Simulated mine rescue emergencies are designed to make individuals and teams think outside of the box and require teams to work together to arrive at a solution. Difficult tasks require methodically work as a team, e. g., safely loading a patient (Figure 3). During their second and third year of mine rescue team membership, students see a marked improvement working in a high stress environment. They develop conflict resolution skills and learn how to work together efficiently despite tensions. Members learn how to manage the team dynamics and are able to appreciate the importance of each contributing member.

An important component of mine rescue is the training in basic and advanced emergency medical skills. Members learn how to triage and prioritize patients, work efficiently to rescue victims and prepare them for advanced emergency care. Students learn how to manage large scale, multi-victim medical emergencies and apply their skills to remain calm, stay focused and provide help based on medical priorities and within their skill levels. CSM students, through the training received in the CSM Mine Rescue Organization, have responded to numerous non-mining related emergencies on and around campus, including cave rescues, traffic accidents and day-to-day illnesses and mirror emergencies. On one occasion, two team members drove up on a multicar accident that had just occurred. The students used the medical bag they had in their personal vehicle to render first air, call for ambulance support and triage all victims involved in the accident. They helped a partially conscious woman maintain her airway open until emergency medical services arrived, possibly saving her life.

In addition to these emergency response and management skills, students use opportunities to support local community events. The CSM Mine Rescue Students regularly volunteer to staff a standby medical station during various university events. Students also benefit through networking with mining industry professionals by competing in local, national and even international mine rescue contests. Typically, the CSM Mine Rescue Organization competes in three to four contests each year. These contests usually have 10 to 15 corporate teams. This provides the unique opportunity for the students to network with miners, engineers, safety professionals, managers, and vendor staff.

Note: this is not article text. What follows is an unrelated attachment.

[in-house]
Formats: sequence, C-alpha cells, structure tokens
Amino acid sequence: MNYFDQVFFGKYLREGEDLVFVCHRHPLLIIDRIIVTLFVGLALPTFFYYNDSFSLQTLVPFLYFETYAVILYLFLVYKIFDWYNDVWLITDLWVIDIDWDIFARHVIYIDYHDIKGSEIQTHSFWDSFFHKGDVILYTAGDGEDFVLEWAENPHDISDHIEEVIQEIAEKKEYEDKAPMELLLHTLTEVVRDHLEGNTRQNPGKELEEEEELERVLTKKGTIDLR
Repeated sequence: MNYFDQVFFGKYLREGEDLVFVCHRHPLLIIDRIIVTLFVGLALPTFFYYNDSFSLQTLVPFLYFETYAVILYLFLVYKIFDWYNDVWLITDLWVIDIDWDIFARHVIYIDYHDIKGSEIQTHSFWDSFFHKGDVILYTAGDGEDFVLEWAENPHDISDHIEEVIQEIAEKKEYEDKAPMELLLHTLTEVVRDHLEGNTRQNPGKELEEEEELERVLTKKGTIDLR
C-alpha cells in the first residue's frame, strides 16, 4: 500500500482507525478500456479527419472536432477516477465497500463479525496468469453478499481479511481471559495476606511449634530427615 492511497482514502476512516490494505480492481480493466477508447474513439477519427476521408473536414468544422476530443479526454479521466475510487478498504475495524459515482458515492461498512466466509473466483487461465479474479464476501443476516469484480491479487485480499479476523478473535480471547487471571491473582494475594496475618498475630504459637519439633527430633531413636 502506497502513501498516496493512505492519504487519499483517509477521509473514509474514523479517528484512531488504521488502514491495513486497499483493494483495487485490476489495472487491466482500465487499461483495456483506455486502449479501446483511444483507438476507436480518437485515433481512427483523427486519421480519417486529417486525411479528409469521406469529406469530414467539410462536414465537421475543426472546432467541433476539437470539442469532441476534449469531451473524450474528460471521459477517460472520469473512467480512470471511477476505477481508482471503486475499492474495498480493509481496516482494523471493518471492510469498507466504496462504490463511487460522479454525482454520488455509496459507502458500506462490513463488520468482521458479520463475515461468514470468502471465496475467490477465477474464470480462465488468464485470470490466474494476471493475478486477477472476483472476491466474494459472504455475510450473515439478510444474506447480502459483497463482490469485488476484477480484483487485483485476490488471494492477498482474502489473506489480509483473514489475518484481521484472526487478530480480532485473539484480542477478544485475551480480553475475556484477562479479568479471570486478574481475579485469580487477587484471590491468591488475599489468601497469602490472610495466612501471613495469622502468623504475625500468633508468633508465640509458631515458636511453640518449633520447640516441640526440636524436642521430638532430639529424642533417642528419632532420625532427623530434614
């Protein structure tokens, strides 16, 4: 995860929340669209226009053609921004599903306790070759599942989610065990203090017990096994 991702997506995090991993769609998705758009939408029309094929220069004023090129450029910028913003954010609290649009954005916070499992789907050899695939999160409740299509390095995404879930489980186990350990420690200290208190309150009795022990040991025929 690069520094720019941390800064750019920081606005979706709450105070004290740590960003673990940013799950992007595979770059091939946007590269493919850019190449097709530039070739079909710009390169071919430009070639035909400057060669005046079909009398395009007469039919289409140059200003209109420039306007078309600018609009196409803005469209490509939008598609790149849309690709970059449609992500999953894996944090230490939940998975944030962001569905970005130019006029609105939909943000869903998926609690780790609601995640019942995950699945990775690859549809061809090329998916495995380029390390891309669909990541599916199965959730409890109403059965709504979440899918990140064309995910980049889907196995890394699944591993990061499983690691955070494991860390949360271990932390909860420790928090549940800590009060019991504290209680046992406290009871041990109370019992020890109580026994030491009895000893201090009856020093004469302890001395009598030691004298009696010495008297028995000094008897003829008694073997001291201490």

Career Impact

All of these skills learned in the CSM Student Mine Rescue Organization are highly valued by corporate recruiters. They also keep the graduates involved with professional mine rescue after graduation and make the alumni strong supporters of collegiate mine rescue. Safety drives the mining industry. Entering the industry with a strong safety mindset gives the mine rescue students a significant advantage over other graduates. A safety conscious mining engineer who has strong emergency management and leadership skills will rise to positions of responsibility sooner than a graduate who still needs to acquire these skills. Coupling a strong safety culture with leadership and teamwork skills creates an individual who can effectively and efficiently work with others. The ability to lead a team and to communicate effectively increases the managerial potential of an employee. Critical thinking and decision making abilities help productivity and prevent errors.

Combining these traits with industry networking and practical training exposure creates an individual that has the mental and physical skills to succeed. This individual will be able to function on day one of the job and learn responsibilities quickly to become a valuable asset to the company.


Collegiate mine rescue develops unique skills that cannot be learned in other areas of the engineering college curriculum. Participating in mine rescue at the collegiate level teaches emergency management, teamwork, leadership and management skills, critical thinking, decision making under pressure and technical skills that are directly applicable to professional careers. Student’s first aid and medical skills may be used to save lives in accidents. The safety mindset taught through collegiate mine rescue raises the bar for the entire mining industry by bringing in miners, engineers and managers understanding the importance of safety.

Authors: Levi Rawlings B. Sc. and Prof. Dr.-Ing. Jürgen Brune, Colorado School of Mines, Golden/USA, Prof. Dr.-Ing. Helmut Mischo, Technical University Bergakademie Freiberg, Freiberg/Germany